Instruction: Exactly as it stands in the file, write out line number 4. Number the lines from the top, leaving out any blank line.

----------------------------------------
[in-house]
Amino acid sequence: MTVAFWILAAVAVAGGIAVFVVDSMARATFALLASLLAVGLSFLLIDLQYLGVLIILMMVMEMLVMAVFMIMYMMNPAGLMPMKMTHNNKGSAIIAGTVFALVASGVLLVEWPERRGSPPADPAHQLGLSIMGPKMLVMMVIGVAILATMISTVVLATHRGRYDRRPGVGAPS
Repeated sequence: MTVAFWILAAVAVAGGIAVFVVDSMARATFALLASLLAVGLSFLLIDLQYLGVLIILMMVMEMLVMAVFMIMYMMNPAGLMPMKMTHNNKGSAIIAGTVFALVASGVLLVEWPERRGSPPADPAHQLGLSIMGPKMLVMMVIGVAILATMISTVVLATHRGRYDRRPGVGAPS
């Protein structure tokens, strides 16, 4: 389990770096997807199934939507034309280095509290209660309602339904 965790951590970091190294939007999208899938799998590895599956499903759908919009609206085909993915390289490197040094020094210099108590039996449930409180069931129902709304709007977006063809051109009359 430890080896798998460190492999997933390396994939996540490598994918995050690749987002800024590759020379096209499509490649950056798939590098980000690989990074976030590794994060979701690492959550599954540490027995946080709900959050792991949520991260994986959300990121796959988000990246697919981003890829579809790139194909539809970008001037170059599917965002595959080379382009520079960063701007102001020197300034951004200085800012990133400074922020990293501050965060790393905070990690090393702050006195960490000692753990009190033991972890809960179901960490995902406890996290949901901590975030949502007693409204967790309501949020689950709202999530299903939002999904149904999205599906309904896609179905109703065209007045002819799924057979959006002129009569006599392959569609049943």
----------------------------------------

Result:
């Protein structure tokens, strides 16, 4: 389990770096997807199934939507034309280095509290209660309602339904 965790951590970091190294939007999208899938799998590895599956499903759908919009609206085909993915390289490197040094020094210099108590039996449930409180069931129902709304709007977006063809051109009359 430890080896798998460190492999997933390396994939996540490598994918995050690749987002800024590759020379096209499509490649950056798939590098980000690989990074976030590794994060979701690492959550599954540490027995946080709900959050792991949520991260994986959300990121796959988000990246697919981003890829579809790139194909539809970008001037170059599917965002595959080379382009520079960063701007102001020197300034951004200085800012990133400074922020990293501050965060790393905070990690090393702050006195960490000692753990009190033991972890809960179901960490995902406890996290949901901590975030949502007693409204967790309501949020689950709202999530299903939002999904149904999205599906309904896609179905109703065209007045002819799924057979959006002129009569006599392959569609049943």